The class went well and, after the last two students (a mother and young daughter) showed up, we all settled into casting on the initial stitches. I was so nervous about dropping my needles that I held on for dear life and casted on stitches so tightly, they could scarcely be pierced. After a few tries, I managed to cast on reasonably loose stitches via the Long Tail Cast On and began attempting to knit. Famous Knitting Woman saw how I was knitting with the stitches far from the point and suggested I move them up to the very tip to aid in my knitting becoming speedier. However, I was so nervous, I kept dropping stitches and eventually fell into a habit of keeping them back which has stayed with me even up to today.

 

Soon, the class was coming to its end and Famous Knitting Woman made suggestions of things we should buy, books we should read and tools we should consider acquiring to aid in our progress as knitters. By then, it was dark and, after saying goodbye to everyone, I walked back to the dark bus stop in a daze that I had finally learned something of the basics of knitting. However, on getting home, I began doing something wrong and I knew it but didn’t know how to fix the error. It would be from 20 June 2006 until 6 August 2006 until I finally found a fix for my problem.

 

All during the Summer, I focused on reading knitting books and practicing by knitting on “the Object” until my hands bled. I’m not kidding, my hands got blisters and bled from the amount of practice I got in on those needles and yarn. Yet, try as I might, nothing I did seemed to fix the problem of the extra stitch. I didn’t know what I was doing but, for some reason, I went from ten stitches to eleven and onwards until I had an unwieldy project sitting on my aluminium needles. Still, I kept at it even as my hands bled and my eyes turned bloodshot from so many hours of staring at the same project. I didn’t give up.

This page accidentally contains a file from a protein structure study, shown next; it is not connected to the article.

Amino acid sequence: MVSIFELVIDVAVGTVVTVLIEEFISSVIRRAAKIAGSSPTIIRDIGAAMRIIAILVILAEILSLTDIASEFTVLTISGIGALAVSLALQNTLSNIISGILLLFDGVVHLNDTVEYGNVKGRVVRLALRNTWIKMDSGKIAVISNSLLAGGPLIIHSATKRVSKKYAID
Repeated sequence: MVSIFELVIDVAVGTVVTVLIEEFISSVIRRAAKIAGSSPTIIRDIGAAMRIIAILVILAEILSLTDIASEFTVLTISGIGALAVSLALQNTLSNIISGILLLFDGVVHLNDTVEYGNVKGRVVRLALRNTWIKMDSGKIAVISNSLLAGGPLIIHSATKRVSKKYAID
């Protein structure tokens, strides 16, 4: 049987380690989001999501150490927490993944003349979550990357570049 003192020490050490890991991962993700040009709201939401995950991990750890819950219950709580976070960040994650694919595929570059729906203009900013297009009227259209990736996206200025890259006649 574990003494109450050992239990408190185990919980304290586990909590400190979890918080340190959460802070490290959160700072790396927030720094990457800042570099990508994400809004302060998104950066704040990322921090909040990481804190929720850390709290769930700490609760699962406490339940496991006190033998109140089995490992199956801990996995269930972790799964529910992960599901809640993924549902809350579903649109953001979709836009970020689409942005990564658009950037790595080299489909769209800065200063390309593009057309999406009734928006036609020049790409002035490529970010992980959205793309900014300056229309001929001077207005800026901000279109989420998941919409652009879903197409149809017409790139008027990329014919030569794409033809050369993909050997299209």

One day in August, we got a call that my Maternal Grandfather was in the hospital. Apparently, my uncle from my Grandfather’s second marriage contacted the family via my aunt. We were invited to a cookout to give the family a chance to know each other. Less than one week later, my Grandfather was dead from his illness. The stress of having to deal with so much during that time drove me to escape into the world of knitting.

 

Giving up on “the Object”, I searched high and low on the Internet again until I came across the KnittingHelp website. Amy Finlay’s videos quite literally kept me sane as I learned to properly knit for the first time since June. I practiced throughout the night until the morning of the Wake. Once we were at the funeral home, I retreated further into my knitting and managed a pretty decent looking beginner’s scarf. For the first time, but not the last time, knitting kept me from blowing my top at an inappropriate moment.

 

Part Three, the final installment comes tomorrow. Rolling on the floor laughingRed heartRainbow